World Record Free-Fall


June 15, 2012 – If you think that regular skydiving sounds scary, it sounds like a breeze when comparing it to the "out of this world" skydive that Austrian skydiver Felix Baumgartner is planning to do this summer. 

He's planning to break the world record for longest skydiving jump. The record is currently held by retired Air Force Colonel Joe Kittinger who fell from 31 kilometres (19.2 miles) above Earth in 1960. An average skydive is usually from an altitude of four kilometres (2.5 miles).

Baumgarther is planning to fall from 37 kilometres (22.9 miles), and he will be wearing a special pressurized suit that will prevent his blood from boiling at such altitude.

The reason so many things could go wrong with this dive is because of how high up Baumgartner will be jumping from. At that elevation humans' blood will boil without the help of a pressurized suit. He will also have to breathe pure oxygen for one hour before the jump to remove nitrogen bubbles from his blood. Once he reaches his jumping point he will remain in the aircraft at the same altitude for three hours so that his body can adjust to the pressure.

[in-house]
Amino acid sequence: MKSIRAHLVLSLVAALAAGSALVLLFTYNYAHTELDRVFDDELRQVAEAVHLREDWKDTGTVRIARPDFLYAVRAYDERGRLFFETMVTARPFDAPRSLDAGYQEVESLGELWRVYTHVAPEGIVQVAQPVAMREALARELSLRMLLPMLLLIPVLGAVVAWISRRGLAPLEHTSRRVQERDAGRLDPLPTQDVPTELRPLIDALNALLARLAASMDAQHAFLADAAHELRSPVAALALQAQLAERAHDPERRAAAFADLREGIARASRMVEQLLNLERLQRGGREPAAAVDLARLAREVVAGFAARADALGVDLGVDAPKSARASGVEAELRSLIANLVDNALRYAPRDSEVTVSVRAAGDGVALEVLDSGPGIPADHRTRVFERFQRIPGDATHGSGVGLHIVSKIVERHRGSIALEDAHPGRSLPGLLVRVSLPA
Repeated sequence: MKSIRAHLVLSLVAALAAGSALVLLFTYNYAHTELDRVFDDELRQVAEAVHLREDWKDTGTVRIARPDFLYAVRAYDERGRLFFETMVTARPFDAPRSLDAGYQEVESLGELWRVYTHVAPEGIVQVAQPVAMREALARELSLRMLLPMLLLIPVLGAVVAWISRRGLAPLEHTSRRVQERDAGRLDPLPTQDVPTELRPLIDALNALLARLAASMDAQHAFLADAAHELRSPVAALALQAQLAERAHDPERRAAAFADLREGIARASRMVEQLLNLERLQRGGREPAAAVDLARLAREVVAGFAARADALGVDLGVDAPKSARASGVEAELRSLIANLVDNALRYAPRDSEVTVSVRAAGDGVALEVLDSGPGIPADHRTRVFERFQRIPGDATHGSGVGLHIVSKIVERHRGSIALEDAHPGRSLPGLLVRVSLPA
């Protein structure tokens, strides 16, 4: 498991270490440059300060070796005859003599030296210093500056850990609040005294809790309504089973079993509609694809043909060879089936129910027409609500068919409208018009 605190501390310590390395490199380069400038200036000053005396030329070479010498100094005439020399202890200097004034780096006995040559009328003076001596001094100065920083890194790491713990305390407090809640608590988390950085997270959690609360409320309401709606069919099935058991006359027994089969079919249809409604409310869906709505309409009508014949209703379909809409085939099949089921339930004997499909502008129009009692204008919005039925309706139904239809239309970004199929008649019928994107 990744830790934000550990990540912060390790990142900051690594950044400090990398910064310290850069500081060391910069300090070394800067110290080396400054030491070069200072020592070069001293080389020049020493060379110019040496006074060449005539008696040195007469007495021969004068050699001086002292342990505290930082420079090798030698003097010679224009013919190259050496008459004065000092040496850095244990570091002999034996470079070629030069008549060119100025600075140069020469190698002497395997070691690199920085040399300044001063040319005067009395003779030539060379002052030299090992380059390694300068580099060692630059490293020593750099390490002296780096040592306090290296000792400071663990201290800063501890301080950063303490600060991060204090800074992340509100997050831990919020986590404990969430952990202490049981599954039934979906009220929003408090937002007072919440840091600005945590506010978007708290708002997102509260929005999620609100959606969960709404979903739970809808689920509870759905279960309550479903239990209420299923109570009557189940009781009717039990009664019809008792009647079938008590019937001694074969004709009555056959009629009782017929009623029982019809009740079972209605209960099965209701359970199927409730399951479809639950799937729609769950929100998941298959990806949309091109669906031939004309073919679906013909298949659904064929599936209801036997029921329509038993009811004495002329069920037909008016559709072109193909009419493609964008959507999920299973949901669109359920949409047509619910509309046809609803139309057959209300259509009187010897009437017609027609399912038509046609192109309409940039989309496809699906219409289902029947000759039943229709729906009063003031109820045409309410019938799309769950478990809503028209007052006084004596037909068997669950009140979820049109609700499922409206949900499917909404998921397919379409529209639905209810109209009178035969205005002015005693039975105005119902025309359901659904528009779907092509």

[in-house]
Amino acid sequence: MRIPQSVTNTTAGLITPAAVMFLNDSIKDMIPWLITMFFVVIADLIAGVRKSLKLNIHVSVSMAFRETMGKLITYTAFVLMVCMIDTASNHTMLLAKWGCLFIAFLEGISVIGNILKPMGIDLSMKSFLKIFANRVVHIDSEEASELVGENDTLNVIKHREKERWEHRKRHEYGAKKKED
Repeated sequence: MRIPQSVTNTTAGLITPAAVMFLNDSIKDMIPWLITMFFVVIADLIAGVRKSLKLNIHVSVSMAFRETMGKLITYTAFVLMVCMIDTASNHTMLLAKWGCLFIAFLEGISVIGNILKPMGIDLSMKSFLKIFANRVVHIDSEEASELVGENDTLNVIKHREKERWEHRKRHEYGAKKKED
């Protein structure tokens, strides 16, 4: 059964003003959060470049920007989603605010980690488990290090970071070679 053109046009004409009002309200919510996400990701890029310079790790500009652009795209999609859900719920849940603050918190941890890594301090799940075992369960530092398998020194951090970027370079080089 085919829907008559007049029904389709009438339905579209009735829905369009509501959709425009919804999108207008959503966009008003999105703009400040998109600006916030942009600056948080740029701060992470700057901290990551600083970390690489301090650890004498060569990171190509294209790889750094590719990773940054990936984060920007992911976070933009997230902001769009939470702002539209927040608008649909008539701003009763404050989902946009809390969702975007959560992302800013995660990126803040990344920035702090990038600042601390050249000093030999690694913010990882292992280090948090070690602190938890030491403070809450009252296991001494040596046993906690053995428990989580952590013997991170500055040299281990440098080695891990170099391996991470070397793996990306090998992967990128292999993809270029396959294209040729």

Would you skydive from this height if you had the chance?

Not only will Baumgartner break the world record for longest skydiving jump, but if all goes well he will also become the first person to break the speed of sound in a free-fall jump! Kittinger fell slightly slower than the speed of sound even when he reached his maximum falling speed of 988 kilometres (614 miles) per hour. The speed of sound is 1,123 kilometres (760 miles) per hour.

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